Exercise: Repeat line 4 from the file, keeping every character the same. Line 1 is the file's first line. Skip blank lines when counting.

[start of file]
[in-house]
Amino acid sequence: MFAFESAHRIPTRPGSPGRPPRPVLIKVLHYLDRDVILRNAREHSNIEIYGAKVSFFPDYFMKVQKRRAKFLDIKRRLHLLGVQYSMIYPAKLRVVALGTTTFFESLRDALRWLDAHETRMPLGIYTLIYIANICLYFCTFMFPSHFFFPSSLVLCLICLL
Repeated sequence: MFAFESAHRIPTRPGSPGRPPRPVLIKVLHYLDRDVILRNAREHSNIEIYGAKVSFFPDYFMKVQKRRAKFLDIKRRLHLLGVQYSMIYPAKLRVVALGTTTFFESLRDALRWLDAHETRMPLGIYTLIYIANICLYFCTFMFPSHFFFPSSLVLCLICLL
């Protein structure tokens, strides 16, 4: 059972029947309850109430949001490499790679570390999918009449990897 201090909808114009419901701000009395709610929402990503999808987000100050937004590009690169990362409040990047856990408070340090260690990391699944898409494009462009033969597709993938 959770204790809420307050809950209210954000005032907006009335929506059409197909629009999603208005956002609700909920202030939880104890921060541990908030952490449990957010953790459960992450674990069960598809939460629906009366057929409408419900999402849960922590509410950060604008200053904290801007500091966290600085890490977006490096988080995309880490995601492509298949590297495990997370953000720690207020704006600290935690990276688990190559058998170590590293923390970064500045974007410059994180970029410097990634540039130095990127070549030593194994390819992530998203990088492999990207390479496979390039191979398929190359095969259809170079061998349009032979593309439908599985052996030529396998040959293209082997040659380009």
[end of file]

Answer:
């Protein structure tokens, strides 16, 4: 059972029947309850109430949001490499790679570390999918009449990897 201090909808114009419901701000009395709610929402990503999808987000100050937004590009690169990362409040990047856990408070340090260690990391699944898409494009462009033969597709993938 959770204790809420307050809950209210954000005032907006009335929506059409197909629009999603208005956002609700909920202030939880104890921060541990908030952490449990957010953790459960992450674990069960598809939460629906009366057929409408419900999402849960922590509410950060604008200053904290801007500091966290600085890490977006490096988080995309880490995601492509298949590297495990997370953000720690207020704006600290935690990276688990190559058998170590590293923390970064500045974007410059994180970029410097990634540039130095990127070549030593194994390819992530998203990088492999990207390479496979390039191979398929190359095969259809170079061998349009032979593309439908599985052996030529396998040959293209082997040659380009």